"Be careful what you wish for. It might come true."
Those words, spoken by Boise Democratic Sen. Elliott Werk seconds before a vote on an industry-backed water bill, may come back to haunt lawmakers.
On March 7, the Senate Resource and Environment Committee voted 7-2, approving a plan that would dramatically alter how and when Idaho protects its waters. The legislation would need a sign-off from the Environmental Protection Agency, and environmentalists said there's a good chance that might not happen.
"If you support this legislation, you're probably making it easy for the EPA to come in here and start making decisions for you," warned Justin Hayes, program director for Idaho Conservation League. "Quite frankly, Idaho would probably get a more favorable standard from the EPA to protect our water quality."
In January, Idaho's Department of Environmental Quality proposed new anti-degradation legislation, instituting new rules to protect high quality water, but the bill died in committee. Idaho's most powerful business lobby, the Idaho Association of Commerce and Industry, stepped in to unveil its own--pardon the pun--watered-down version of anti-degradation.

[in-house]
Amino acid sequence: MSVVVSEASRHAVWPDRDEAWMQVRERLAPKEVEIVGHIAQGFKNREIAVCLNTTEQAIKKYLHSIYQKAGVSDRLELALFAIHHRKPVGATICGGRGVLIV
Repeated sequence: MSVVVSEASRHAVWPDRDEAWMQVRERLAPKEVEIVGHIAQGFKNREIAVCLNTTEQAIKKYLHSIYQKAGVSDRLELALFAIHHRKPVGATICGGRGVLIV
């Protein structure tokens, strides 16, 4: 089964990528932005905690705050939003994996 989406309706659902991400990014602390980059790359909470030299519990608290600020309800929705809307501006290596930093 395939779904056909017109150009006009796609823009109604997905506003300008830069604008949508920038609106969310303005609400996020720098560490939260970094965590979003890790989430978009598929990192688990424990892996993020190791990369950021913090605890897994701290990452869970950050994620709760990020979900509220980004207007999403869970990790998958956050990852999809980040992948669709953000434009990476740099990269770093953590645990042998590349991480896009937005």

Among other things, the IACI-sponsored bill eliminates nearly 300 bodies of water from the designation as "special resource waters," which would have them evaluated in the same fashion as all other waters. Special resource waters include sections of the Clearwater, Salmon and Snake rivers. Furthermore, the compromised anti-degradation measure would slide 46 more water bodies from a Tier 2 status (requiring more protection) down to a Tier 1 status (Idaho's baseline for water quality).
"I think what I'm hearing from you is the solution to pollution is dilution," said Werk, pointing to IACI representative Alan Prouty, who is also vice president of environmental and regulator affairs for the J.R. Simplot Company.
However, Prouty touted plenty of support, saying the legislation was crafted with input from dairymen, cattlemen and irrigators. In fact, one industry--mining--indicated that the legislation was too strict.
"There will be less mining in Idaho because of this," said Jack Lyman, executive vice president of the Idaho Mining Association. "Our members can't afford the 10 years it will probably take to resolve this issue."
But Lyman's colleagues could be waiting more than a decade if the EPA rejects the plan.
"What would happen if the EPA says 'no' and drafts their own rules?" Werk challenged Barry Burnell, water quality administrator at DEQ.
"If industrial dischargers needed to renew a permit, they would face much more stringent rules," said Burnell. "I don't think the EPA would approve a permit that would allow any additional degradation of Idaho waters."
The bill, which has already been approved by the Idaho House, now heads to the full Senate for a final vote.